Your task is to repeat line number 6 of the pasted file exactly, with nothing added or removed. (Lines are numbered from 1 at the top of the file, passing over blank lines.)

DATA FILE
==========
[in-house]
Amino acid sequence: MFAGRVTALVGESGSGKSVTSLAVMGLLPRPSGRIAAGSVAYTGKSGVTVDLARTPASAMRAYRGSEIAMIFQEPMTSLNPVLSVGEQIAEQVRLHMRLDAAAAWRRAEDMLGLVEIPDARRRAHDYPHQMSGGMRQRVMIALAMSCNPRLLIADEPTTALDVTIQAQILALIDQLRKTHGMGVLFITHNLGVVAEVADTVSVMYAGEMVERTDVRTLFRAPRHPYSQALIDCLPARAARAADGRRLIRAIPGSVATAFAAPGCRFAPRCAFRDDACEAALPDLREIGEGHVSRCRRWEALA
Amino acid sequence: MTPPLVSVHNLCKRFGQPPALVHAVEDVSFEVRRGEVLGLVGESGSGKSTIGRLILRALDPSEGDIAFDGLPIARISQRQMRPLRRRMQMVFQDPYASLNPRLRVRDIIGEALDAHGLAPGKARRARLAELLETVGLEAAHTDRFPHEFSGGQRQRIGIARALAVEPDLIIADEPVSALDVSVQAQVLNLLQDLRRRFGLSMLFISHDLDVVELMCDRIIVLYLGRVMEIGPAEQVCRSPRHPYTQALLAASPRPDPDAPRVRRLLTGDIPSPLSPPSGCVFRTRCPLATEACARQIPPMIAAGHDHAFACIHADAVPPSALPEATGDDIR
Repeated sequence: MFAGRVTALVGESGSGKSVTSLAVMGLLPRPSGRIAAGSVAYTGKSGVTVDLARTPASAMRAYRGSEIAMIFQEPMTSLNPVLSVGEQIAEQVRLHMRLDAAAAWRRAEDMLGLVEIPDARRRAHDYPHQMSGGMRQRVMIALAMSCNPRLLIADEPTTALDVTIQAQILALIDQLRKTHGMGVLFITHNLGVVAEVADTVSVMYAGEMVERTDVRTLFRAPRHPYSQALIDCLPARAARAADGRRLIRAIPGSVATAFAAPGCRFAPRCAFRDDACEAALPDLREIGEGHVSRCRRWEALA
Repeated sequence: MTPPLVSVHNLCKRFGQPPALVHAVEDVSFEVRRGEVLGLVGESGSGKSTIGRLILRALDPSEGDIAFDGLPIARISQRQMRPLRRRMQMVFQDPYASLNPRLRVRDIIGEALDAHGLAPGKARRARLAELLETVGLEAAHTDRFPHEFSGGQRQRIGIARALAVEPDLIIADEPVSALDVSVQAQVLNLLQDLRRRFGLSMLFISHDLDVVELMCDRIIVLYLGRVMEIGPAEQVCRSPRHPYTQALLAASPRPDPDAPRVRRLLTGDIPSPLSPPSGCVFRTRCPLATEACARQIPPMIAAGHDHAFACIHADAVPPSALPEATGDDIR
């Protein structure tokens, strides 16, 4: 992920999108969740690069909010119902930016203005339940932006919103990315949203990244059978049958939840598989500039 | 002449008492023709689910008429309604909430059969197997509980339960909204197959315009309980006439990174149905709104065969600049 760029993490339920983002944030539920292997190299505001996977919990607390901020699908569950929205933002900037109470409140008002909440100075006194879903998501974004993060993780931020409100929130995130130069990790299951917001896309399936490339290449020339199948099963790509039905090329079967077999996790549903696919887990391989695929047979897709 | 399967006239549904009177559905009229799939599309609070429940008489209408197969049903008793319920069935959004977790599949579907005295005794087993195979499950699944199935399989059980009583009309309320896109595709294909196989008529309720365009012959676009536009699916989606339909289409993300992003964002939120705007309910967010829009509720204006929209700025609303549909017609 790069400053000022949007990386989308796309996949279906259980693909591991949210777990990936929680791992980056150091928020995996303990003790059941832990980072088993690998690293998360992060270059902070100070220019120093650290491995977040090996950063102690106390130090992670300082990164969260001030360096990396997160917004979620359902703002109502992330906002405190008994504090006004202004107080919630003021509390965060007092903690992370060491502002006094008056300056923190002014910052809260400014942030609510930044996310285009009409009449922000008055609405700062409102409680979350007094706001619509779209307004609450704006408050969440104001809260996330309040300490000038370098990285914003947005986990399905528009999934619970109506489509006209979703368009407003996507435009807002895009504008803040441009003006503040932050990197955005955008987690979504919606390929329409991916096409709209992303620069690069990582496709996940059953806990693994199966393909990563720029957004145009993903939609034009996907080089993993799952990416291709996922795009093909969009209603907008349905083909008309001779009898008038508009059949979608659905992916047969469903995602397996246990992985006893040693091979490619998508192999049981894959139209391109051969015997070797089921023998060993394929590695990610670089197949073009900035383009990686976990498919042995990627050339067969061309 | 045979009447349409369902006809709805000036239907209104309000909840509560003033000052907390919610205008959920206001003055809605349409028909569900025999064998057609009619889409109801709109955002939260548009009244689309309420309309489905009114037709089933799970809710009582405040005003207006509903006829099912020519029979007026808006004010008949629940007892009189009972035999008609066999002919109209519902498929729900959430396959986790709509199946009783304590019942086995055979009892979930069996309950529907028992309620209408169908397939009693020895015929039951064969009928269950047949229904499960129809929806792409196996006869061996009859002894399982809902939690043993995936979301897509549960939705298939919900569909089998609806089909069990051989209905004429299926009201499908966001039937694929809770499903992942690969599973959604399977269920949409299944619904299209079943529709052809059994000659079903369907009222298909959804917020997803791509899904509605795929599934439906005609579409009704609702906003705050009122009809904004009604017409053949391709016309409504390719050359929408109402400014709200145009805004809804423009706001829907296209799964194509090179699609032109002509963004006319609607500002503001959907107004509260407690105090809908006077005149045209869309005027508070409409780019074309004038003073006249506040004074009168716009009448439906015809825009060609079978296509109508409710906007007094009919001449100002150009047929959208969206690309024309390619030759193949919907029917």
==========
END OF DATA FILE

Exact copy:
């Protein structure tokens, strides 16, 4: 992920999108969740690069909010119902930016203005339940932006919103990315949203990244059978049958939840598989500039 | 002449008492023709689910008429309604909430059969197997509980339960909204197959315009309980006439990174149905709104065969600049 760029993490339920983002944030539920292997190299505001996977919990607390901020699908569950929205933002900037109470409140008002909440100075006194879903998501974004993060993780931020409100929130995130130069990790299951917001896309399936490339290449020339199948099963790509039905090329079967077999996790549903696919887990391989695929047979897709 | 399967006239549904009177559905009229799939599309609070429940008489209408197969049903008793319920069935959004977790599949579907005295005794087993195979499950699944199935399989059980009583009309309320896109595709294909196989008529309720365009012959676009536009699916989606339909289409993300992003964002939120705007309910967010829009509720204006929209700025609303549909017609 790069400053000022949007990386989308796309996949279906259980693909591991949210777990990936929680791992980056150091928020995996303990003790059941832990980072088993690998690293998360992060270059902070100070220019120093650290491995977040090996950063102690106390130090992670300082990164969260001030360096990396997160917004979620359902703002109502992330906002405190008994504090006004202004107080919630003021509390965060007092903690992370060491502002006094008056300056923190002014910052809260400014942030609510930044996310285009009409009449922000008055609405700062409102409680979350007094706001619509779209307004609450704006408050969440104001809260996330309040300490000038370098990285914003947005986990399905528009999934619970109506489509006209979703368009407003996507435009807002895009504008803040441009003006503040932050990197955005955008987690979504919606390929329409991916096409709209992303620069690069990582496709996940059953806990693994199966393909990563720029957004145009993903939609034009996907080089993993799952990416291709996922795009093909969009209603907008349905083909008309001779009898008038508009059949979608659905992916047969469903995602397996246990992985006893040693091979490619998508192999049981894959139209391109051969015997070797089921023998060993394929590695990610670089197949073009900035383009990686976990498919042995990627050339067969061309 | 045979009447349409369902006809709805000036239907209104309000909840509560003033000052907390919610205008959920206001003055809605349409028909569900025999064998057609009619889409109801709109955002939260548009009244689309309420309309489905009114037709089933799970809710009582405040005003207006509903006829099912020519029979007026808006004010008949629940007892009189009972035999008609066999002919109209519902498929729900959430396959986790709509199946009783304590019942086995055979009892979930069996309950529907028992309620209408169908397939009693020895015929039951064969009928269950047949229904499960129809929806792409196996006869061996009859002894399982809902939690043993995936979301897509549960939705298939919900569909089998609806089909069990051989209905004429299926009201499908966001039937694929809770499903992942690969599973959604399977269920949409299944619904299209079943529709052809059994000659079903369907009222298909959804917020997803791509899904509605795929599934439906005609579409009704609702906003705050009122009809904004009604017409053949391709016309409504390719050359929408109402400014709200145009805004809804423009706001829907296209799964194509090179699609032109002509963004006319609607500002503001959907107004509260407690105090809908006077005149045209869309005027508070409409780019074309004038003073006249506040004074009168716009009448439906015809825009060609079978296509109508409710906007007094009919001449100002150009047929959208969206690309024309390619030759193949919907029917």